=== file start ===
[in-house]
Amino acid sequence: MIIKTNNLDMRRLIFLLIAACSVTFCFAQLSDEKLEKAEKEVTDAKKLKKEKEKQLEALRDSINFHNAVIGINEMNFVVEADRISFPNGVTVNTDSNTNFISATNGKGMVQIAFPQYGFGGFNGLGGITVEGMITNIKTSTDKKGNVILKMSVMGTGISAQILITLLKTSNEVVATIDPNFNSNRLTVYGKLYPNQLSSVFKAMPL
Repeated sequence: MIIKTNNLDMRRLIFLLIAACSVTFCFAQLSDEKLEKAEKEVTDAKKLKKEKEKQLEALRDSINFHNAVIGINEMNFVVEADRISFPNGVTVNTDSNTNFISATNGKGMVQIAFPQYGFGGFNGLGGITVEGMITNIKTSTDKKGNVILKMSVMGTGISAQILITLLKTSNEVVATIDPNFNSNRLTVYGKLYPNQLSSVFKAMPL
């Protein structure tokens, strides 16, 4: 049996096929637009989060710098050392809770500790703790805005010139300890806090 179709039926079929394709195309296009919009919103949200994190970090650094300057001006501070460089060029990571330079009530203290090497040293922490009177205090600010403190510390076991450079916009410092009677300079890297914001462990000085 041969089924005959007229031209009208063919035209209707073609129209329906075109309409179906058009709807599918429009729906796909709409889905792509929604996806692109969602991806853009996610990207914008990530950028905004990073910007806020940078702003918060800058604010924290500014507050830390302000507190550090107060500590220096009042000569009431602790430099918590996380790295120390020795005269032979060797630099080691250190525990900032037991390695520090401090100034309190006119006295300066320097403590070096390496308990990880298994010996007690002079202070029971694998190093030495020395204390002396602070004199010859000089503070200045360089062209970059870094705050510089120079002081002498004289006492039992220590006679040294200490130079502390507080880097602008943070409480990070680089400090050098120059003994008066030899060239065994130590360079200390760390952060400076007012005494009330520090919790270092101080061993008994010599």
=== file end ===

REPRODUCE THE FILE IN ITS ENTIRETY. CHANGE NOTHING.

[in-house]
Amino acid sequence: MIIKTNNLDMRRLIFLLIAACSVTFCFAQLSDEKLEKAEKEVTDAKKLKKEKEKQLEALRDSINFHNAVIGINEMNFVVEADRISFPNGVTVNTDSNTNFISATNGKGMVQIAFPQYGFGGFNGLGGITVEGMITNIKTSTDKKGNVILKMSVMGTGISAQILITLLKTSNEVVATIDPNFNSNRLTVYGKLYPNQLSSVFKAMPL
Repeated sequence: MIIKTNNLDMRRLIFLLIAACSVTFCFAQLSDEKLEKAEKEVTDAKKLKKEKEKQLEALRDSINFHNAVIGINEMNFVVEADRISFPNGVTVNTDSNTNFISATNGKGMVQIAFPQYGFGGFNGLGGITVEGMITNIKTSTDKKGNVILKMSVMGTGISAQILITLLKTSNEVVATIDPNFNSNRLTVYGKLYPNQLSSVFKAMPL
């Protein structure tokens, strides 16, 4: 049996096929637009989060710098050392809770500790703790805005010139300890806090 179709039926079929394709195309296009919009919103949200994190970090650094300057001006501070460089060029990571330079009530203290090497040293922490009177205090600010403190510390076991450079916009410092009677300079890297914001462990000085 041969089924005959007229031209009208063919035209209707073609129209329906075109309409179906058009709807599918429009729906796909709409889905792509929604996806692109969602991806853009996610990207914008990530950028905004990073910007806020940078702003918060800058604010924290500014507050830390302000507190550090107060500590220096009042000569009431602790430099918590996380790295120390020795005269032979060797630099080691250190525990900032037991390695520090401090100034309190006119006295300066320097403590070096390496308990990880298994010996007690002079202070029971694998190093030495020395204390002396602070004199010859000089503070200045360089062209970059870094705050510089120079002081002498004289006492039992220590006679040294200490130079502390507080880097602008943070409480990070680089400090050098120059003994008066030899060239065994130590360079200390760390952060400076007012005494009330520090919790270092101080061993008994010599």